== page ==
Many people think that 3D printing is more expensive than injection molding, but that is actually false. 3D printing materials costs break even with injection molding materials at about a quarter of a million parts, but whether it is cheaper as a whole than injection molding is really dependent upon your specific project.
However, something that is very often overlooked by designers when they create molds is that once you have all those parts made, you then have to store them and ship them. Both of those are no small costs. If you are shipping, for instance, within the continental us, shipping is quite expensive and you'll be spending several thousand dollars to move a truckload of your parts to your warehouse. Once those parts are at your warehouse, it's very expensive to store them because you have to pay rent for that warehouse. These hidden costs are to be considered when you do injection molding. While it may have an upfront cost and then low per part cost, you have long term carrying and transportation costs that go along with it.
Now 3D printing can produce the same volume of parts as injection molding. At Slant 3D, we produce thousands of pieces for different clients, more cheaply than injection molding. The reason for that is because we don't have the mold cost up front, so a client is able to just email us a design and then we can produce up to hundreds of thousands parts. The per part cost is higher than injection molding when operating at lower volumes, but if you're making a quarter million small parts, 3D printing can make them for the same per part cost as injection molding.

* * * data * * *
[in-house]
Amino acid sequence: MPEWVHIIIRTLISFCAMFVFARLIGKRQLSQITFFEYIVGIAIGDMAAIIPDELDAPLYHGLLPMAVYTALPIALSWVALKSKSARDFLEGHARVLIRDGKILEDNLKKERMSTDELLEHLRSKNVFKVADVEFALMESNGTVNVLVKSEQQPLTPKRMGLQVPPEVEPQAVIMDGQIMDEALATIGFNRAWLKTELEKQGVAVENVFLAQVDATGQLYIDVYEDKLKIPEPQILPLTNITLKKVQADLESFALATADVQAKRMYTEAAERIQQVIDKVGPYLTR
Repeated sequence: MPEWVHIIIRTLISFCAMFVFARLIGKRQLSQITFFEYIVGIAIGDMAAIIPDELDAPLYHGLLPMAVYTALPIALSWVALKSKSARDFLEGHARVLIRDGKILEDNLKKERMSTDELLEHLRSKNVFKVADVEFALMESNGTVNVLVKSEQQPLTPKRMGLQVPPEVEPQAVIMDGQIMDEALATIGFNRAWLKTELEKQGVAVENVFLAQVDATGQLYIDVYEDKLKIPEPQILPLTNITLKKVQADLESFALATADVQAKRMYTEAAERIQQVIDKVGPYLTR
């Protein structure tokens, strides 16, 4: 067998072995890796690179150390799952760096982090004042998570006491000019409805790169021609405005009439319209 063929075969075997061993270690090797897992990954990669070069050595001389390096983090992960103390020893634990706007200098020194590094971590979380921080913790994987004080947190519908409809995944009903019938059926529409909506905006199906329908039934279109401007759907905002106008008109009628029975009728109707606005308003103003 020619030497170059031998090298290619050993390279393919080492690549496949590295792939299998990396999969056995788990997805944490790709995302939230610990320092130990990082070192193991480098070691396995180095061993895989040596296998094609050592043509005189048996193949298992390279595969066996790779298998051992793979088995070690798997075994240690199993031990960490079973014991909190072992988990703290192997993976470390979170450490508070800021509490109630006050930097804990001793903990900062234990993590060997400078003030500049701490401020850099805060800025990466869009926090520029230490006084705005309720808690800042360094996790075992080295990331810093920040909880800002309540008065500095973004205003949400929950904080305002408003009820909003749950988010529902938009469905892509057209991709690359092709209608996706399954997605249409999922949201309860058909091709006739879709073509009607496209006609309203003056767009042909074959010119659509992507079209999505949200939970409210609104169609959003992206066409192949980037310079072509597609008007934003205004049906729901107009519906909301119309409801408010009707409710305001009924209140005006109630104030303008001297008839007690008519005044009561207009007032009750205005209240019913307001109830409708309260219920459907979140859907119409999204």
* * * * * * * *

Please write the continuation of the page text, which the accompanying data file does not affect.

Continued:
On the extreme end, you can even just email the product over, get verification samples, and then just create a listing on your site. When the order comes in, we print and ship that item for you so you completely eliminate your shipping cost and warehouse cost. All of this of course also maintains the benefit of eliminating the upfront mold cost. This on-demand style of part production cannot be matched by injection molding. If you buy that mold, you have to use it, and you have to make and sell tons of pieces to make the mold pay for itself.
So, is injection molding or 3D printing the better option? It depends on the context of your business. If you're going to sell a million parts tomorrow, you probably want to go with injection molding. If you have a more distributed fulfillment schedule, 3D printing is probably a better option because you eliminate all your ancillary costs. Just make sure that when you're doing the cost comparison that you consider all of the costs, such as the mold cost, carrying cost, warehousing, and shipping. A product is not done and not made until the customer has it in their hands. If your manufacturing method can make that process cheaper, that might be the right choice.